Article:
Today brought the largest visual change the project has seen so far: full epoxy primer coverage of all interior and exterior panels. All of the metalwork has been leading up to this and when the last of the metalwork was completed there was no reason not to prime everything. Prior to priming the upper (white) parts of the bus the paint was stripped back to bare metal. This was necessary due to the rust, cracking, and general failure of the sun-beaten upper half. For the lower half a calculated risk was taken by scuffing instead of fully stripping. The epoxy primer is well suited to this type of application and the original West German Sikkens nitrocellulose lacquer is unlikely to lose adhesion when protected by the epoxy. The time savings are really a side effect since this decision was made primarily to avoid any distortion that could occur as the result of stripping the big flat panels of the lower exterior. The photos were taken very soon after application so the finish appears blotchier than it really is; since everything is the same color for the first time the shadows and lighting are beginning to play tricks on the eye.
The engine was removed and cleaning began on the engine bay. There’s a thick coating, up to an inch in some places, of muddy grime that’s covering both the lower and upper engine/transmission areas. The engine removal took less than 15min and it’s easy to carry around, cleaning will take much longer.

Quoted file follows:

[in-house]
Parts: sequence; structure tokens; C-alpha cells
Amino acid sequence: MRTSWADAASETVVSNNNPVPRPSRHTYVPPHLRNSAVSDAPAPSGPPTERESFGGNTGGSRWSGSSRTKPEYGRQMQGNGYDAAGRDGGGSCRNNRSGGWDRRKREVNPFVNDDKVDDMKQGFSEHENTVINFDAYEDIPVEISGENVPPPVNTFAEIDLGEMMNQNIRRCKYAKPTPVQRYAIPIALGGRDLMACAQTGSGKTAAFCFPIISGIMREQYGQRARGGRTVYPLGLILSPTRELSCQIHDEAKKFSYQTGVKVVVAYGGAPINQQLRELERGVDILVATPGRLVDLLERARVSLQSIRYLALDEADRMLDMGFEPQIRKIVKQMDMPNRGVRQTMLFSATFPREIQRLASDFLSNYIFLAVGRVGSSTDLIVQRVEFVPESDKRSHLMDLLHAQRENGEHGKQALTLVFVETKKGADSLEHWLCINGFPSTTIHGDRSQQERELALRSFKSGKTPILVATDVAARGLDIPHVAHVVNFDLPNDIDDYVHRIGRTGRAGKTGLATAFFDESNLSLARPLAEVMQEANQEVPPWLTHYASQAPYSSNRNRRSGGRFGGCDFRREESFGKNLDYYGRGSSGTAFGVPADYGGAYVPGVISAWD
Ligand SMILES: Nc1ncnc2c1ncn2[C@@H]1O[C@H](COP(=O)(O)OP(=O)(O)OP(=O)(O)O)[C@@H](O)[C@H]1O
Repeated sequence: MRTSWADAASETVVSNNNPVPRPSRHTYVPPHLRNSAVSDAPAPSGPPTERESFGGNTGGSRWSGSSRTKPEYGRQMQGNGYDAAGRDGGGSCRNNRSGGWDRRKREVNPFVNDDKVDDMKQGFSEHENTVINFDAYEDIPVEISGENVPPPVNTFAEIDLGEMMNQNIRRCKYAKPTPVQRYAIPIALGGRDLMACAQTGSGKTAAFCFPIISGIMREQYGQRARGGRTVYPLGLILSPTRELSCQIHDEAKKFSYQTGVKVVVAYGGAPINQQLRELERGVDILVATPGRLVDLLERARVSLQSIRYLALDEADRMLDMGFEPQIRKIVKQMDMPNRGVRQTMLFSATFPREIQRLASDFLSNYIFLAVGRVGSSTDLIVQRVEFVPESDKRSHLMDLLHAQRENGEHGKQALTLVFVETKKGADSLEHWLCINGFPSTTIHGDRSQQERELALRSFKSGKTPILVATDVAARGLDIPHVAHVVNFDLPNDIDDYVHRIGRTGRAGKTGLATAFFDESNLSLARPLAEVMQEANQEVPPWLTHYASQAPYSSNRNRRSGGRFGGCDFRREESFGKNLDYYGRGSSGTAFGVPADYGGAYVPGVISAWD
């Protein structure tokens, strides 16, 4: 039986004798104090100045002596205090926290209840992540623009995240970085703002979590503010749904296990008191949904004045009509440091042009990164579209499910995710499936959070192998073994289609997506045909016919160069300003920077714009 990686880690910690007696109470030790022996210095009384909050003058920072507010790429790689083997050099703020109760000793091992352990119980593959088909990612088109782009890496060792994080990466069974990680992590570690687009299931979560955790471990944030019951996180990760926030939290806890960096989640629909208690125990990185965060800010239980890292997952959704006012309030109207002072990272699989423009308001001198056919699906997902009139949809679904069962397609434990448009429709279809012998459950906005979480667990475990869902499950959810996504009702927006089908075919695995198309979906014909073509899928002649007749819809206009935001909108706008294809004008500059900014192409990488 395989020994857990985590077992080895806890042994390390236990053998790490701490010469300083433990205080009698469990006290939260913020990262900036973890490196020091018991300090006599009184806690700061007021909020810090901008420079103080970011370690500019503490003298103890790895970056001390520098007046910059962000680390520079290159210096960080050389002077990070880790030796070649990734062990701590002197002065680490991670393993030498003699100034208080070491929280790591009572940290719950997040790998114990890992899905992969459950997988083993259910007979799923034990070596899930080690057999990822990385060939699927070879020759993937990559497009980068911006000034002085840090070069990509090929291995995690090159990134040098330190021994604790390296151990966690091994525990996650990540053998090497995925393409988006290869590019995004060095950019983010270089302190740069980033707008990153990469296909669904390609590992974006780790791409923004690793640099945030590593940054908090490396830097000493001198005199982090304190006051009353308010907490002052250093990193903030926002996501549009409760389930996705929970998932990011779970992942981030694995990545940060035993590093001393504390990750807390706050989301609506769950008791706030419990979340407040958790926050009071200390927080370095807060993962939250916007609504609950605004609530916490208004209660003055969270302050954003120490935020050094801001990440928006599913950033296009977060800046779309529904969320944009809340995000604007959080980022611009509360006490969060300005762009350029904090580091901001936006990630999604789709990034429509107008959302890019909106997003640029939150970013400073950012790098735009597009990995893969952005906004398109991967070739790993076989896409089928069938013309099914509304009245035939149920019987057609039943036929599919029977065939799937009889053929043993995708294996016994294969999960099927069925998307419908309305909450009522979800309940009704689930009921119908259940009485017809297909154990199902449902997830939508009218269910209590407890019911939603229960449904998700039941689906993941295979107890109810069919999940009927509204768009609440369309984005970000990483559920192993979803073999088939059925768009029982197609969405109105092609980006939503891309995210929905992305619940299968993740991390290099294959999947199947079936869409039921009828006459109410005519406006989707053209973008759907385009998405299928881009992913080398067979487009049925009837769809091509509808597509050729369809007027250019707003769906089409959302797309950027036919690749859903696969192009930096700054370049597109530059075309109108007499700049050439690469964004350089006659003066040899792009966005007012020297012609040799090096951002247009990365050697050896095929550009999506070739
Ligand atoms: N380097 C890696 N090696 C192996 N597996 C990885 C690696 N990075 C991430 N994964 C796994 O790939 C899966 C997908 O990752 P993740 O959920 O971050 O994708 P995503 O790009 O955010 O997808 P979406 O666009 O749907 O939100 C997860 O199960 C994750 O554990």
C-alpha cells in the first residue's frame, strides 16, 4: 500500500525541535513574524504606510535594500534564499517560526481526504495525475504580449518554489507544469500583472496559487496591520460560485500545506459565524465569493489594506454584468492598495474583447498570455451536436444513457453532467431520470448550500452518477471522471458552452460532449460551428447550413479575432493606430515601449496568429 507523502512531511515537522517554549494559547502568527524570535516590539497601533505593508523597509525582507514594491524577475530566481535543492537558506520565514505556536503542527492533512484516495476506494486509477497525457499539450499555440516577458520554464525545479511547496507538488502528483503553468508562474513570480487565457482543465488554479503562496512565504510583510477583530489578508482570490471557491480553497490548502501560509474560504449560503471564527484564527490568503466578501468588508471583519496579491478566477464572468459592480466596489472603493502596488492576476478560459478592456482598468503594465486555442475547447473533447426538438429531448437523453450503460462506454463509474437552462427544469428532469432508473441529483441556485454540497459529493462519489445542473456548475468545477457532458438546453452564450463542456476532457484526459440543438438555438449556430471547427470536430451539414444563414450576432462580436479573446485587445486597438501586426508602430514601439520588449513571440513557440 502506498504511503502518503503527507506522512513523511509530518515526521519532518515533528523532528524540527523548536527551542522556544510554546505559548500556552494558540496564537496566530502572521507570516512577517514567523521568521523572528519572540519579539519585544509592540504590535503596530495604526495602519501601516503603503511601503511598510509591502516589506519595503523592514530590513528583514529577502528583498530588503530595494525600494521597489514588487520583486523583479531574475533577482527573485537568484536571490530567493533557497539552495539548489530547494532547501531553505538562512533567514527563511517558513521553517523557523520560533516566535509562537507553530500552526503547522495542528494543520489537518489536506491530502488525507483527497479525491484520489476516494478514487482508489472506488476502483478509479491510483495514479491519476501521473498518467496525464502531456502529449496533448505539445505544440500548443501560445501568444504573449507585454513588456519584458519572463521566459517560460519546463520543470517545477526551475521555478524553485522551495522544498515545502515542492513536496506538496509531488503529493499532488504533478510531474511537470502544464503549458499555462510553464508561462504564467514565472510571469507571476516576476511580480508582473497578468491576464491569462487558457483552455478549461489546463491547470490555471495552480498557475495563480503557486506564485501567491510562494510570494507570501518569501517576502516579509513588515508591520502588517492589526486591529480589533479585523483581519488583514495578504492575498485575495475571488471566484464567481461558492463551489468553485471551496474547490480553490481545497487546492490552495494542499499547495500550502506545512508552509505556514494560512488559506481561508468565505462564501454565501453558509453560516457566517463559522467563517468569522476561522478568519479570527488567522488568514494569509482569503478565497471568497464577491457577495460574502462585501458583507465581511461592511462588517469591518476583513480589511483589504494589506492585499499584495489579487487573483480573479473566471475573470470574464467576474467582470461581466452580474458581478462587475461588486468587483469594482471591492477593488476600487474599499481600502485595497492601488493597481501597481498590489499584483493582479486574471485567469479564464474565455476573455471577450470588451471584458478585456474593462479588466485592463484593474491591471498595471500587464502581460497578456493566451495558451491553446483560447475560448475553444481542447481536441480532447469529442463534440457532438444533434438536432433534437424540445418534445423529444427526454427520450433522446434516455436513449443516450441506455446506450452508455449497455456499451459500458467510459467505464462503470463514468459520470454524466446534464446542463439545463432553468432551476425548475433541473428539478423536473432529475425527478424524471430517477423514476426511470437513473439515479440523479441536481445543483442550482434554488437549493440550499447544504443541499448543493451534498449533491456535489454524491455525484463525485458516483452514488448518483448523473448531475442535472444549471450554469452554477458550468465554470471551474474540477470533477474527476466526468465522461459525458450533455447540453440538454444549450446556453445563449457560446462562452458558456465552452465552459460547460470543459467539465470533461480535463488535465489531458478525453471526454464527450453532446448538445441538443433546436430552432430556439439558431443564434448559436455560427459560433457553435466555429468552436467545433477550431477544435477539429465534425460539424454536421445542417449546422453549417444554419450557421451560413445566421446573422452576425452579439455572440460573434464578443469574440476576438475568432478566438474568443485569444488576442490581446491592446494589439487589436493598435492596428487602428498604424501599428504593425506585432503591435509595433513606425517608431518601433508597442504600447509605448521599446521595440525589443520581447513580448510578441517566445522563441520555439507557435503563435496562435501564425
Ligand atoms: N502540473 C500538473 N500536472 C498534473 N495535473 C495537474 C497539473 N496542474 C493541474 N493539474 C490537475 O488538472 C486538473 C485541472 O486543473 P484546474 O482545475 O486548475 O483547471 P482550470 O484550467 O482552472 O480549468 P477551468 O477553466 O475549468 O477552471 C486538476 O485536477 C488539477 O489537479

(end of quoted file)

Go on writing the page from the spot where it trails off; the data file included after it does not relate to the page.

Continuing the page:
The safari windows and emblem arrived today and work began on test fitting. Safari window hardware allows both of the front windshields to open upwards to let in fresh air. This was a factory option originally, however the option was not originally installed on this bus. A few of the brackets involved had to be welded to the inside window frame area, this had to occur before paint otherwise the paint would be burnt. However the brackets could not be properly positioned until all of the hardware was installed. So I fully installed the hardware, marked the bracket location, and then fully removed all of the hardware again. After this was completed I welded the brackets; the hardware will be re-installed after paint.
Tonight I came up with a comprehensive list of all items that must be completed to make the bus a completed shell. Once the shell is completed the bus can be put on it’s final wheel/tires to allow safely raising to a height suitable to work on cleaning/painting on the underside. Once the underside is completed the mechanical/electrical reassembly and restoring/installation of small parts will begin.